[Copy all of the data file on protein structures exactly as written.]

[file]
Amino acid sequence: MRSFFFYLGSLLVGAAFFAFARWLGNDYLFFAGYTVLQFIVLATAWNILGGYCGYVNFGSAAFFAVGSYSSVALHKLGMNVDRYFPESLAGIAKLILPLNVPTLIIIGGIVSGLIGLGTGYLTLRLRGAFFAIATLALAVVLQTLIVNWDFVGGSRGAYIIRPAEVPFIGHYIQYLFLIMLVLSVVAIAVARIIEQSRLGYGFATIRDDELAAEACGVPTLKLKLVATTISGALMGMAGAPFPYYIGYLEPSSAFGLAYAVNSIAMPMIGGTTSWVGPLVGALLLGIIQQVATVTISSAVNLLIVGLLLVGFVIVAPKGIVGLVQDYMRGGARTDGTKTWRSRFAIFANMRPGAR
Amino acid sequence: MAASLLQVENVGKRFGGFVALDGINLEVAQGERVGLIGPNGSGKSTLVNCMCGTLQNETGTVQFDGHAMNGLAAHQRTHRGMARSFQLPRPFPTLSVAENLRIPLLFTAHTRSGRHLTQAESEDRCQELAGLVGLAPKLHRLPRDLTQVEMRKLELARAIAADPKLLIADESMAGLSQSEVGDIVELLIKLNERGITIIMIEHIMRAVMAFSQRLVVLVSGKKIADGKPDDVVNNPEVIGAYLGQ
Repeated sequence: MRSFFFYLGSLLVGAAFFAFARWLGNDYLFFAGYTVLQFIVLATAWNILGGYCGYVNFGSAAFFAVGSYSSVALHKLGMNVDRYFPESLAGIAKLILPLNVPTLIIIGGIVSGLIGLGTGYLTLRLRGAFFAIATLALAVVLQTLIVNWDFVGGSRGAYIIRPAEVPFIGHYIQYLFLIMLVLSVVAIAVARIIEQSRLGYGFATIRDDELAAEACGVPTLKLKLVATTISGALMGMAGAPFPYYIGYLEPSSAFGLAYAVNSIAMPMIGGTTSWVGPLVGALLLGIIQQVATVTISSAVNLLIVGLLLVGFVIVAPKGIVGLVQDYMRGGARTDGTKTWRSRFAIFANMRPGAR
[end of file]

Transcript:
Amino acid sequence: MRSFFFYLGSLLVGAAFFAFARWLGNDYLFFAGYTVLQFIVLATAWNILGGYCGYVNFGSAAFFAVGSYSSVALHKLGMNVDRYFPESLAGIAKLILPLNVPTLIIIGGIVSGLIGLGTGYLTLRLRGAFFAIATLALAVVLQTLIVNWDFVGGSRGAYIIRPAEVPFIGHYIQYLFLIMLVLSVVAIAVARIIEQSRLGYGFATIRDDELAAEACGVPTLKLKLVATTISGALMGMAGAPFPYYIGYLEPSSAFGLAYAVNSIAMPMIGGTTSWVGPLVGALLLGIIQQVATVTISSAVNLLIVGLLLVGFVIVAPKGIVGLVQDYMRGGARTDGTKTWRSRFAIFANMRPGAR
Amino acid sequence: MAASLLQVENVGKRFGGFVALDGINLEVAQGERVGLIGPNGSGKSTLVNCMCGTLQNETGTVQFDGHAMNGLAAHQRTHRGMARSFQLPRPFPTLSVAENLRIPLLFTAHTRSGRHLTQAESEDRCQELAGLVGLAPKLHRLPRDLTQVEMRKLELARAIAADPKLLIADESMAGLSQSEVGDIVELLIKLNERGITIIMIEHIMRAVMAFSQRLVVLVSGKKIADGKPDDVVNNPEVIGAYLGQ
Repeated sequence: MRSFFFYLGSLLVGAAFFAFARWLGNDYLFFAGYTVLQFIVLATAWNILGGYCGYVNFGSAAFFAVGSYSSVALHKLGMNVDRYFPESLAGIAKLILPLNVPTLIIIGGIVSGLIGLGTGYLTLRLRGAFFAIATLALAVVLQTLIVNWDFVGGSRGAYIIRPAEVPFIGHYIQYLFLIMLVLSVVAIAVARIIEQSRLGYGFATIRDDELAAEACGVPTLKLKLVATTISGALMGMAGAPFPYYIGYLEPSSAFGLAYAVNSIAMPMIGGTTSWVGPLVGALLLGIIQQVATVTISSAVNLLIVGLLLVGFVIVAPKGIVGLVQDYMRGGARTDGTKTWRSRFAIFANMRPGAR